It’s May 18th, which is World HIV/AIDS vaccine day, where campaigners raise awareness of the need for research into and the development of a vaccine, as well as heightening awareness of the disease.

Last week I watched the documentary “Rampart: How a City Stopped a Plague” about how the unique and courageous approach taken by Australia’s politicians and activists – communicating with and utilising members of populations at highest risk, decriminalising and sometimes legalising sex work, providing needle exchange programs, utilising explicit advertising to educate MSM to use condoms, engaging and working with the communities instead of a top-down approach – meant we had one of the fastest, most effect and most comprehensive response and management strategies in the world.

I have been reflecting a lot recently on how anti-retroviral therapies, particularly HAART, transformed the face of HIV/AIDs, at least in the West. Five years ago the ward I work on amalgamated with the ID unit which, since the closure of Fairfield Hospital in 1986, has been a key statewide service for HIV/AIDS.

Working with positive patients as a student in 1991/92 was very different from working with positive patients now, in many respects. We can DO something now, which is amazing, and it’s not the inevitable death sentence it was. I never saw stigmatisation of patients from staff, and learned from very early on that the cause of infection was only relevant if it had an associated issue (like haemophilia, or ongoing drug use); I did see a lot of heart-breaking and legally-hand-tied restriction of visitors by often-estranged family members preventing friends and long-term partners from seeing the patients, something for which I am grateful beyond words is no longer the case. And though progress has been made regarding equality, there is still a distressingly long journey ahead. And the disease is still stigmatised, as has been made distressingly clear in the recent case of a NZ four-year-old boy allegedly suspended from his Whangarei preschool because of his status, in some kind of hideous mirror image of Eve van Grafthorst‘s experiences here in 1985 (note: the kindergarten refuted the allegation).

In Australia ~1% of IV drug users are HIV positive; in the US, where zero tolerance is used as the main method of risk reduction, the rate is 20%. Their general rate of infection is ten times ours. It is chilling to realise that, were HIV to emerge here now, odds are the Australian method would never have surfaced.

We need to see more of the courage from our politicians, more willingness to do what’s right instead of what the polls and the uninformed dictate. And we need to act ourselves – we saw during the acute public EBA campaign that nothing’s as effective for creating change as the united, consistent, committed actions of substantial numbers of people.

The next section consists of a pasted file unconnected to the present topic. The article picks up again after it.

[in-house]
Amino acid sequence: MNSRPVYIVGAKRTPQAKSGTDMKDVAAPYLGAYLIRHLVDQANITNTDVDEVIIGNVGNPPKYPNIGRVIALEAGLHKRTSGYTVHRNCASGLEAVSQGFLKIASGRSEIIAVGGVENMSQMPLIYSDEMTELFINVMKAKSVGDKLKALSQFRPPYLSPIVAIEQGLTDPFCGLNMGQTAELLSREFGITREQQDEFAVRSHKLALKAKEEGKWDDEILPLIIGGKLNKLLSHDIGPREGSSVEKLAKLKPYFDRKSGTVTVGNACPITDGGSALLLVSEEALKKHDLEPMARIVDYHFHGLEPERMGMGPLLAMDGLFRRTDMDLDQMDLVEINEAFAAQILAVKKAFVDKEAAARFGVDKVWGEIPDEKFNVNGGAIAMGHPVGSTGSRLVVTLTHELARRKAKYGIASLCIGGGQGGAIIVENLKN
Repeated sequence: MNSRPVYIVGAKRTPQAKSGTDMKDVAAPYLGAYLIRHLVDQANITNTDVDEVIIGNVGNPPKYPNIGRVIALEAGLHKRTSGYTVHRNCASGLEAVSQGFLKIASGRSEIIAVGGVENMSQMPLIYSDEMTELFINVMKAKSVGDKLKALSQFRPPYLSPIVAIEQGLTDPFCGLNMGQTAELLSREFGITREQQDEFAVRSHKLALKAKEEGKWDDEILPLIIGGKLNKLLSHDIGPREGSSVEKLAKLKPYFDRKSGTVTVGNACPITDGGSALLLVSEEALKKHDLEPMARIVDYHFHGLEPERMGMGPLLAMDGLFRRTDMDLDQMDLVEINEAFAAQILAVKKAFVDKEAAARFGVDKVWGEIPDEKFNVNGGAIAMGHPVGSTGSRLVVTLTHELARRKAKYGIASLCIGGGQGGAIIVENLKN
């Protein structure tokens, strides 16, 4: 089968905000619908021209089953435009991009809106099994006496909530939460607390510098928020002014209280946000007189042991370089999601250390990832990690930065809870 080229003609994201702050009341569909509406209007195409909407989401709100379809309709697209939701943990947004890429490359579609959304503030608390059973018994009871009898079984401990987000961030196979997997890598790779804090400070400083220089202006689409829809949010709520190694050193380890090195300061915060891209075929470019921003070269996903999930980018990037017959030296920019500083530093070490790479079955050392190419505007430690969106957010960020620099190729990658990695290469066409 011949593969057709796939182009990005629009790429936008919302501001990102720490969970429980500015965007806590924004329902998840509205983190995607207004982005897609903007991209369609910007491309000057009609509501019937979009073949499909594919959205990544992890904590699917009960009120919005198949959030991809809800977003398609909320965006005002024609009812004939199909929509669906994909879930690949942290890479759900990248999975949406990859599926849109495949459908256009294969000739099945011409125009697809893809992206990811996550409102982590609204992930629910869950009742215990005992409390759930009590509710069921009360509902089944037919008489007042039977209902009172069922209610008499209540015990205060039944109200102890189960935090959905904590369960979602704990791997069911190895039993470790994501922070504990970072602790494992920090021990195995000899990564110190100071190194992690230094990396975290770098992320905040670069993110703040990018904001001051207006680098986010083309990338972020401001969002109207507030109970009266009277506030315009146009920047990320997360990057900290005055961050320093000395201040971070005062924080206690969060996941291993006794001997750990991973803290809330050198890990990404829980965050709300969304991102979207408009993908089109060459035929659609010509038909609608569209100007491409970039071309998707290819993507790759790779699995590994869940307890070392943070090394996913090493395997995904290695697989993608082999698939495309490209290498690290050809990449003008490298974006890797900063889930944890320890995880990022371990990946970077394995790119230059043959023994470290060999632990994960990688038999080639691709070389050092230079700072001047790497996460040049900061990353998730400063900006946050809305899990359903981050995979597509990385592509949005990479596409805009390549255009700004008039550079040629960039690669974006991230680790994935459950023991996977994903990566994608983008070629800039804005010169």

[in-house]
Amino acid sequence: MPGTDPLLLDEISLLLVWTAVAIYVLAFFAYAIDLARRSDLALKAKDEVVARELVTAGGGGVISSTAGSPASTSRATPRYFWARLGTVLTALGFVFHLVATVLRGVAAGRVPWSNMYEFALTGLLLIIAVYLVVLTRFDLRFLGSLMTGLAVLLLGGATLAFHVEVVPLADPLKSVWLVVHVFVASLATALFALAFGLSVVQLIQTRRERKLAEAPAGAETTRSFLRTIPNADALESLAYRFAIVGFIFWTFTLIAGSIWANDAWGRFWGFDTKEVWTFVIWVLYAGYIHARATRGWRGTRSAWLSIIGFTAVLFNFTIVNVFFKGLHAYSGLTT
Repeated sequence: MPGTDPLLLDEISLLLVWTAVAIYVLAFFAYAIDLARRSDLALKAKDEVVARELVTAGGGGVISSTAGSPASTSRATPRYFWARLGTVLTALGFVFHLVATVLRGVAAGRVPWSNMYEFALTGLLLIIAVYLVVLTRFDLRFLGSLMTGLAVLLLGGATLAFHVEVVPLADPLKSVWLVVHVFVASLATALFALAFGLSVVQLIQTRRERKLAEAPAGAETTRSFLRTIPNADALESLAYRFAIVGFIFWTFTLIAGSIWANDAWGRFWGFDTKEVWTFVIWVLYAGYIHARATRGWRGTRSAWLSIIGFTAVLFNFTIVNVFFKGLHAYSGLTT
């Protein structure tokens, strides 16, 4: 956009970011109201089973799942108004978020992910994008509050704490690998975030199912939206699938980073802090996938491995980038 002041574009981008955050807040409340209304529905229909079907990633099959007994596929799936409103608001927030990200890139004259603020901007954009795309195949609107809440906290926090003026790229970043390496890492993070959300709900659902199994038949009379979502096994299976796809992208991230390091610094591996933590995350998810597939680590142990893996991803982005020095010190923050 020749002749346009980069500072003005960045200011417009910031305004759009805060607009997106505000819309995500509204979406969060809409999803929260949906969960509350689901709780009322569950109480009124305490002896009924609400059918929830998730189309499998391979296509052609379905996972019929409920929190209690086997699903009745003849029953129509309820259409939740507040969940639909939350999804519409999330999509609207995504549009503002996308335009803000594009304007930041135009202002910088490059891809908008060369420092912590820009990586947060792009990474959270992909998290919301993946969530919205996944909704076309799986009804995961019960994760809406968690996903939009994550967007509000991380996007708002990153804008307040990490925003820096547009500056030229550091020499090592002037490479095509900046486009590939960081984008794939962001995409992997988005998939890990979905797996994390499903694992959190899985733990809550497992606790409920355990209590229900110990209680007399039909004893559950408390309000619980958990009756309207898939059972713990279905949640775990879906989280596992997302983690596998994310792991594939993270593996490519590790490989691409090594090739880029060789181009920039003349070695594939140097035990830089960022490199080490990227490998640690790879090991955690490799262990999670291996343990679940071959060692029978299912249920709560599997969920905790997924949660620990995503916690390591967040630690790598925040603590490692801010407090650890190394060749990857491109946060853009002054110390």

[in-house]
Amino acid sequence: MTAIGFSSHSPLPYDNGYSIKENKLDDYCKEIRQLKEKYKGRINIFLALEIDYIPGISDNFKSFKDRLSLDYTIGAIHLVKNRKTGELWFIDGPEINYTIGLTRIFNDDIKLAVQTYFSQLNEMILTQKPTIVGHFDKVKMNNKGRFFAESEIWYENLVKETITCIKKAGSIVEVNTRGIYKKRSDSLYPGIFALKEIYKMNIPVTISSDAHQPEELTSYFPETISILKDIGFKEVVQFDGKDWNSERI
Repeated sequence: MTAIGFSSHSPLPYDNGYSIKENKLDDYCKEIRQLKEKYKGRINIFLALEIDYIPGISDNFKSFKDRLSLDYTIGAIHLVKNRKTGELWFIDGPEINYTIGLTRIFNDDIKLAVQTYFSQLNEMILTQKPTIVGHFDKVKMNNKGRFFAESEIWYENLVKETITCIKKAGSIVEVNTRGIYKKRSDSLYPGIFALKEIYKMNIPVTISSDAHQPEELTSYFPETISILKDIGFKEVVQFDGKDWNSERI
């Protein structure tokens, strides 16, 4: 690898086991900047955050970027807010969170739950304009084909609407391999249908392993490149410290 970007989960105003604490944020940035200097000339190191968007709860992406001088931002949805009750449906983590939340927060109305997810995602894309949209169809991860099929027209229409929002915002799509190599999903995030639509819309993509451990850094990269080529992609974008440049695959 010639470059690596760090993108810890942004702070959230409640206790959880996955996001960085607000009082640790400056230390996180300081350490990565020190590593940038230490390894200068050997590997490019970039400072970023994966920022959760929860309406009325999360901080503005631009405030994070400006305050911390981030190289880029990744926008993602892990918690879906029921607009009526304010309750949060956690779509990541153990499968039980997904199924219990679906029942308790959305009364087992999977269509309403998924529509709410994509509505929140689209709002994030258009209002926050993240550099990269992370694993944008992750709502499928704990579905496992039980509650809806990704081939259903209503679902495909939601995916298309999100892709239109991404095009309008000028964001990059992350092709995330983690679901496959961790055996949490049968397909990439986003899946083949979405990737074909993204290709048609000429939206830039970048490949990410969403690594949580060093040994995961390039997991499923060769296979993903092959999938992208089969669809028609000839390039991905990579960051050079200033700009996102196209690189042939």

As EBA campaigns continue across a variety of fronts, for Victorian nurses and midwives, and for union members in other sectors, we need to stay active. For anyone reading this who hasn’t been active – it’s not hard, and it’s not too late: sign the petition in support of the Mental Health EBA, write to your local MP or (even better) ring and ask to speak to her or him.

Tomorrow, and every day for the next 925 days I’ll remember that politicians too often need the pressure of the electorate before they’ll do what’s right instead of what’s expedient or populist. That’s two years, six months and eleven days of continuing to remind myself, my colleagues, my fellow members and the population at large that without unions we have all the bargaining power and voice of just ourselves – without our collective action we’d have lost ratios, registered staff, a safe working environment, and the heart of a health care system that attracts nurses from around the world.

But today I’ll also remember the people I’ve known who had, have and could have contracted HIV/AIDS – friends, family, colleagues and patients. I remember nursing young men with bizarre bugs in atypical sites.

I remember pumping in 100mmol of potassium over six hours only to watch my patient’s K+ drop from 1.9 to 1.7, for no reason any of us could work out.

I remember diagnosing Stevens-Johnsons syndrome four days before the medical team, and seeing a middle-aged man go from healthy to dying in under a week.

I remember a family conference where every member of the health care staff took great pains not to reveal that the dying patient’s cancer was caused by his HIV status.

I remember arranging for a massage therapist to visit, and for privacy during the treatment, and telling the doctors they had to go away and come back at a time convenient to the patient and not just to them.

And I remember the triumphant discharge of one of the sickest patients I’ve looked after in a really long time, who racked up four admissions to ICU in three weeks of his admission (you have to be really, really unwell, to score an Alfred ICU bed).

I remember our campaign fight, and our success; I remember my patients’ fights, the wins and losses that are ours as well as theirs, and hope that, one day soon, I won’t have any new positive patients.

Note: this entry was originally posted on the ANF (Vic. branch)’s Facebook page on 18/5/12

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